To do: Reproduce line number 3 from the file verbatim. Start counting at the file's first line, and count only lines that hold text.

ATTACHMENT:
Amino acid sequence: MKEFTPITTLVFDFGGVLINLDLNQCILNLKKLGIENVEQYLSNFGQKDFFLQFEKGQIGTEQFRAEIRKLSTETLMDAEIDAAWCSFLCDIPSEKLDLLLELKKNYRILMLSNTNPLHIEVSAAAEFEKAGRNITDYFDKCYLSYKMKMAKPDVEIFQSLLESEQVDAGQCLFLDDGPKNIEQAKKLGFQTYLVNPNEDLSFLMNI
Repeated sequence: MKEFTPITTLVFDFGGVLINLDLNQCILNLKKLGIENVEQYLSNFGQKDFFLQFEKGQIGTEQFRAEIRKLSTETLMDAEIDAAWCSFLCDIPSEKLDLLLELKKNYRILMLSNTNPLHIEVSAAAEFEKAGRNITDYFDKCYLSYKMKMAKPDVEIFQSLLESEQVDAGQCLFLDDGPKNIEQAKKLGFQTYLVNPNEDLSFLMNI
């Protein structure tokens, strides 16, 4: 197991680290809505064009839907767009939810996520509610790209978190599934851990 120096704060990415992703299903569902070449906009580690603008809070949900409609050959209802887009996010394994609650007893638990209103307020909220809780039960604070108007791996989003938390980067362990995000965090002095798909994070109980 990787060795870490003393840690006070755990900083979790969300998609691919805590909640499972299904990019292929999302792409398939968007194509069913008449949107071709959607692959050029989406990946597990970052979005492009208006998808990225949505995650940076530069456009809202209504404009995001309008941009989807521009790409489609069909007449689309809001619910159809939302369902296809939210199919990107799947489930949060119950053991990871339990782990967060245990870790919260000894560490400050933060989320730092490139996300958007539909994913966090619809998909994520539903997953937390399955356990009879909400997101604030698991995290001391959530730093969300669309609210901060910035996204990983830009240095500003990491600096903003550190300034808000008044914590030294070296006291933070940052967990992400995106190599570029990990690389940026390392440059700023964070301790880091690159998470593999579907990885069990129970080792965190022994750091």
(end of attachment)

């Protein structure tokens, strides 16, 4: 197991680290809505064009839907767009939810996520509610790209978190599934851990 120096704060990415992703299903569902070449906009580690603008809070949900409609050959209802887009996010394994609650007893638990209103307020909220809780039960604070108007791996989003938390980067362990995000965090002095798909994070109980 990787060795870490003393840690006070755990900083979790969300998609691919805590909640499972299904990019292929999302792409398939968007194509069913008449949107071709959607692959050029989406990946597990970052979005492009208006998808990225949505995650940076530069456009809202209504404009995001309008941009989807521009790409489609069909007449689309809001619910159809939302369902296809939210199919990107799947489930949060119950053991990871339990782990967060245990870790919260000894560490400050933060989320730092490139996300958007539909994913966090619809998909994520539903997953937390399955356990009879909400997101604030698991995290001391959530730093969300669309609210901060910035996204990983830009240095500003990491600096903003550190300034808000008044914590030294070296006291933070940052967990992400995106190599570029990990690389940026390392440059700023964070301790880091690159998470593999579907990885069990129970080792965190022994750091």